Tuesday, July 26, 2011

Money is a Major Issue

Just a thought - too drained to write about too much tonight.  But there have been a lot of words spoken about Andrew Miller before and after tonight about his walks and all that.  I'm not going to count tonight's stats, not because they're devastating to my case (they're not), but because it's easier.

Miller, prorated to 176 innings (this is Baseball Reference's doing):
4.65 ERA, 91 K, 125 BB, 18 HR, .790 opponents' OPS, 1.74 WHIP.
Daisuke Matsuzaka, 191 innings (2010-2011):
4.81 ERA, 159 K, 97 BB, 17 HR, .706 and .664 opponents' OPS, 1.39 WHIP.

I'm not saying Andrew Miller is a godsend, but he's been a good fill-in for a #5 starter.  Matsuzaka is a complete bust.  These numbers were put out there in the first place because of the comparisons that have been brought up with both pitchers walking a ton of guys and still getting away with it to a certain extent.  The parallel is a little extreme, because not even the biggest Matsuzaka hater can say these guys are just as bad as each other.

Is the dirision thrown at Matsuzaka because of expectations?  Is this because of money?  A combination?  People like to say in a lot of different cases, "take the money part of it out."  You cannot.  It's impossible. Money is a big part of expectations management.  It's the difference between a temporary stopgap that shouldn't be a permanent fix and a disaster that should be run out of town.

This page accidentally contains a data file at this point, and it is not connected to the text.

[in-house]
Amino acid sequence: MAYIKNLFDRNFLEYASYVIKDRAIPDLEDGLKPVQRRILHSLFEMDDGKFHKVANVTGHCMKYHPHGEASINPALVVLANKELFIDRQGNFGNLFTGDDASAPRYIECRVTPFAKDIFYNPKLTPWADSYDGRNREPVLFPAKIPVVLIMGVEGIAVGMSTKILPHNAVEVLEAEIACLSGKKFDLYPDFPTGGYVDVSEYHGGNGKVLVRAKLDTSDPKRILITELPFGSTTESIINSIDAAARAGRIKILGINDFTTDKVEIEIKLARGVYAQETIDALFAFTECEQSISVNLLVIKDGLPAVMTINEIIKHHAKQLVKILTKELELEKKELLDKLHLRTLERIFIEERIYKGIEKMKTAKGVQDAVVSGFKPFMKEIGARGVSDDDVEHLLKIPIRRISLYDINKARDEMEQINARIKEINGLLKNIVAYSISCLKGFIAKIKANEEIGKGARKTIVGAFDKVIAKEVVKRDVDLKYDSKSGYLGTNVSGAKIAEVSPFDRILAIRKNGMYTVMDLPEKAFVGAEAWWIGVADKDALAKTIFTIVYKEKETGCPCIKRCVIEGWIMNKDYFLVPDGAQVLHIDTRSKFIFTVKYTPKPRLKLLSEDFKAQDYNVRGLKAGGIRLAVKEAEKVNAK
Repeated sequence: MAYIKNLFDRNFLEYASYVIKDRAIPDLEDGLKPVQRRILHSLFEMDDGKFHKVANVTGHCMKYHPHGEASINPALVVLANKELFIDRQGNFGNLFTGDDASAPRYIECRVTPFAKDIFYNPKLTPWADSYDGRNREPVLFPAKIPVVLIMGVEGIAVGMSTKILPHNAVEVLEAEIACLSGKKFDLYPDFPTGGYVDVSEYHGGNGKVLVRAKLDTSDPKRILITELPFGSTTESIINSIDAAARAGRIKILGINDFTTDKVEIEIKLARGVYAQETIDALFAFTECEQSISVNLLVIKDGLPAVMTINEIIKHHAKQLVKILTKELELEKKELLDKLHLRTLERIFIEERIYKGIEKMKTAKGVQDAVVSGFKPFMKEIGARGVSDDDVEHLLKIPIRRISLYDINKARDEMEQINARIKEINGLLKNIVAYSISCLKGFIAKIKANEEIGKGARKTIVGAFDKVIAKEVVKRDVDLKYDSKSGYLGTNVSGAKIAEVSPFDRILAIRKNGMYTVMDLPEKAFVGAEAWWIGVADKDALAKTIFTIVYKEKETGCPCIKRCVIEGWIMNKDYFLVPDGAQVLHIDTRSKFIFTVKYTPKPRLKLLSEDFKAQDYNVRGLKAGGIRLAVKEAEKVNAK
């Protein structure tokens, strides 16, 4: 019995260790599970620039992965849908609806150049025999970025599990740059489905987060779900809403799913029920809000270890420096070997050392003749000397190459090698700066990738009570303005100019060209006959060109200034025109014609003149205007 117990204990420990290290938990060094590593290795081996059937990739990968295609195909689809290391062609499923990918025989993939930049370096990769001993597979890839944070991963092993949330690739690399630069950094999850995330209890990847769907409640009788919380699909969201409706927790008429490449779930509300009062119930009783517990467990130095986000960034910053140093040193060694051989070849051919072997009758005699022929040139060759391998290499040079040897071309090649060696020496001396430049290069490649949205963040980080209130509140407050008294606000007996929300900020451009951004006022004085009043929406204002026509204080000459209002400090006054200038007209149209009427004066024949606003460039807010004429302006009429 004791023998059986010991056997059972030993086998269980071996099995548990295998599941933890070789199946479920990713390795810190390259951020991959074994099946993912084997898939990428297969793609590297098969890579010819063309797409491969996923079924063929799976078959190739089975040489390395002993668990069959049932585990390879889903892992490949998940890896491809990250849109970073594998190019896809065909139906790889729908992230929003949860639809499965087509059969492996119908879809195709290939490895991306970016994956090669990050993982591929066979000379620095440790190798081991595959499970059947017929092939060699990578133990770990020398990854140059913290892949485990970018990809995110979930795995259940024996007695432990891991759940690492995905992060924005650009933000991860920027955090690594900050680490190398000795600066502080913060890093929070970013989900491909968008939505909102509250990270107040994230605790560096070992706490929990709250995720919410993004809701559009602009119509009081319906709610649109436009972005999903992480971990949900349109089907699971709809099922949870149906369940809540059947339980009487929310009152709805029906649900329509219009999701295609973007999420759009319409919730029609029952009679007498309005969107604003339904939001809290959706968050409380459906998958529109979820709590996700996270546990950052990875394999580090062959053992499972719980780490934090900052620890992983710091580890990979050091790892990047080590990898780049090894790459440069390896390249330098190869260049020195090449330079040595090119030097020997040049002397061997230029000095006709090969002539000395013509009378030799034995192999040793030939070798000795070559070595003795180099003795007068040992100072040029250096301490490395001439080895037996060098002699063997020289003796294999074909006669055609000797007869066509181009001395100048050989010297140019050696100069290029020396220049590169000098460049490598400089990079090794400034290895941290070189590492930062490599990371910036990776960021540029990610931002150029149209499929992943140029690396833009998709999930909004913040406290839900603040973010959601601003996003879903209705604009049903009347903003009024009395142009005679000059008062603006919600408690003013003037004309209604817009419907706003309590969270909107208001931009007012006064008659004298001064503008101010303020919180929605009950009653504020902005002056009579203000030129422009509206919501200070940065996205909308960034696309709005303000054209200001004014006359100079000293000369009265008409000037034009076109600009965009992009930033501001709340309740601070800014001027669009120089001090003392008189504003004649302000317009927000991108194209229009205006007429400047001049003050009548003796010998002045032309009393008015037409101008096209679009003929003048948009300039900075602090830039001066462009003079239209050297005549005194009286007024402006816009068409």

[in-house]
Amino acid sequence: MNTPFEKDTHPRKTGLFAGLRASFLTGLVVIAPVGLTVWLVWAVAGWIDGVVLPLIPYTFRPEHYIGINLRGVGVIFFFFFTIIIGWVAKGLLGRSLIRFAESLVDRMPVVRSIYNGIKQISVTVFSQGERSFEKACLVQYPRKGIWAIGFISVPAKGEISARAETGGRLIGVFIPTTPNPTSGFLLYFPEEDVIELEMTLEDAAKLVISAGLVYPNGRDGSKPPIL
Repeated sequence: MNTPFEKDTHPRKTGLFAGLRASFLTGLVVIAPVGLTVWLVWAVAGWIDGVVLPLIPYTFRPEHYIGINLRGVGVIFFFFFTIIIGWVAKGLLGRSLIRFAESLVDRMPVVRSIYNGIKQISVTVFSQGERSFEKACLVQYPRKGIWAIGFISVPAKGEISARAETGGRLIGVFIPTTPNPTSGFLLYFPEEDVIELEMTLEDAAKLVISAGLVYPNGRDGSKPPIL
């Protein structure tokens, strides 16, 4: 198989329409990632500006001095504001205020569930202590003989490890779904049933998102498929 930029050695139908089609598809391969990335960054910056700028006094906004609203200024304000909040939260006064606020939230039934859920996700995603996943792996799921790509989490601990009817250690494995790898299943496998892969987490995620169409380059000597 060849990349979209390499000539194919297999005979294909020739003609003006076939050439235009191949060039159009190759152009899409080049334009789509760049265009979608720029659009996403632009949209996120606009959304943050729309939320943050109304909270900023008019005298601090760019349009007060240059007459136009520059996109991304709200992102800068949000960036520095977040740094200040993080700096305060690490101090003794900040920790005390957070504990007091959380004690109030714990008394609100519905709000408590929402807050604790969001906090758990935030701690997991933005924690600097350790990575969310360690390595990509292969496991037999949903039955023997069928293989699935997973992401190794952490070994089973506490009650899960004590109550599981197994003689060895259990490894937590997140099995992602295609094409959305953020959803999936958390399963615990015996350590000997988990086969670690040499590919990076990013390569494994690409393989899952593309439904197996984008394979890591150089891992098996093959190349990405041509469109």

5 comments:

John said...

The same principal can be applied to one of your favorite Red Sox players of all time in JD Drew. Obviously this year he should be paying the Sox to play, but in the first few years of his deal he wasn't that terrible just not worth the contract that he got. He missed significant time in 08, and we can all jump on him for not caring enough(or at all). Now before this gets hijacked in to how much you(GM) hate Drew, I want to state that it isn't just about ignoring the money with him, there are a lot of other factors(at least for you, some people don't care about opting out of deals, screwing over Philly, etc). That being said, if he makes a lot less money than he does, he suddenly becomes a lot more tolerable.